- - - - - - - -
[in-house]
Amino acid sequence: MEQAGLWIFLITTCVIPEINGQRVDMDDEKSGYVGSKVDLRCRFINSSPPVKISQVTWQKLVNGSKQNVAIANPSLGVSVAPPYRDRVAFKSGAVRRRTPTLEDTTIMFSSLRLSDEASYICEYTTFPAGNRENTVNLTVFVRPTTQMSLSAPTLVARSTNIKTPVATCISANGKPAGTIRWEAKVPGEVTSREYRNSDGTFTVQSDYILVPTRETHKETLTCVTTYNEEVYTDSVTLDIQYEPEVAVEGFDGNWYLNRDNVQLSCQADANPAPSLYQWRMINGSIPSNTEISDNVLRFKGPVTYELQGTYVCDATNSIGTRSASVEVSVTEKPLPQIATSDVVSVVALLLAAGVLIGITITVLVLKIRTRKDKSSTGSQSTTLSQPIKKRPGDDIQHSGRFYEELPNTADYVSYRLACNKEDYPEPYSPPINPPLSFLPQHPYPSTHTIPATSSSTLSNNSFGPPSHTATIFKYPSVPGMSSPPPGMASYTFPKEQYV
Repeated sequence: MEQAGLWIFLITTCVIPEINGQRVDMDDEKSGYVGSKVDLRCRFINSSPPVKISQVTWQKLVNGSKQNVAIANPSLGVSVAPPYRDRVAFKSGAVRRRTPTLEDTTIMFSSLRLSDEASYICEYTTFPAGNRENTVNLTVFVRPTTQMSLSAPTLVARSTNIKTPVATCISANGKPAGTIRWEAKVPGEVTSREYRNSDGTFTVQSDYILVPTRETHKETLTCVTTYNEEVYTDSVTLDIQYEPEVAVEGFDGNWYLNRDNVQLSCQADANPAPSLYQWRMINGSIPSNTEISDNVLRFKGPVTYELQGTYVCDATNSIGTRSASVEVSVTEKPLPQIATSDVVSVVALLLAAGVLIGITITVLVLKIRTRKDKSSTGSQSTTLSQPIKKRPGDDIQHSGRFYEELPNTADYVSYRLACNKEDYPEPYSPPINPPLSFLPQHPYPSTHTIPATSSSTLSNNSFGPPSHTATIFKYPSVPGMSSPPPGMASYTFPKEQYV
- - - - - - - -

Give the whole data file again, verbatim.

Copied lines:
[in-house]
Amino acid sequence: MEQAGLWIFLITTCVIPEINGQRVDMDDEKSGYVGSKVDLRCRFINSSPPVKISQVTWQKLVNGSKQNVAIANPSLGVSVAPPYRDRVAFKSGAVRRRTPTLEDTTIMFSSLRLSDEASYICEYTTFPAGNRENTVNLTVFVRPTTQMSLSAPTLVARSTNIKTPVATCISANGKPAGTIRWEAKVPGEVTSREYRNSDGTFTVQSDYILVPTRETHKETLTCVTTYNEEVYTDSVTLDIQYEPEVAVEGFDGNWYLNRDNVQLSCQADANPAPSLYQWRMINGSIPSNTEISDNVLRFKGPVTYELQGTYVCDATNSIGTRSASVEVSVTEKPLPQIATSDVVSVVALLLAAGVLIGITITVLVLKIRTRKDKSSTGSQSTTLSQPIKKRPGDDIQHSGRFYEELPNTADYVSYRLACNKEDYPEPYSPPINPPLSFLPQHPYPSTHTIPATSSSTLSNNSFGPPSHTATIFKYPSVPGMSSPPPGMASYTFPKEQYV
Repeated sequence: MEQAGLWIFLITTCVIPEINGQRVDMDDEKSGYVGSKVDLRCRFINSSPPVKISQVTWQKLVNGSKQNVAIANPSLGVSVAPPYRDRVAFKSGAVRRRTPTLEDTTIMFSSLRLSDEASYICEYTTFPAGNRENTVNLTVFVRPTTQMSLSAPTLVARSTNIKTPVATCISANGKPAGTIRWEAKVPGEVTSREYRNSDGTFTVQSDYILVPTRETHKETLTCVTTYNEEVYTDSVTLDIQYEPEVAVEGFDGNWYLNRDNVQLSCQADANPAPSLYQWRMINGSIPSNTEISDNVLRFKGPVTYELQGTYVCDATNSIGTRSASVEVSVTEKPLPQIATSDVVSVVALLLAAGVLIGITITVLVLKIRTRKDKSSTGSQSTTLSQPIKKRPGDDIQHSGRFYEELPNTADYVSYRLACNKEDYPEPYSPPINPPLSFLPQHPYPSTHTIPATSSSTLSNNSFGPPSHTATIFKYPSVPGMSSPPPGMASYTFPKEQYV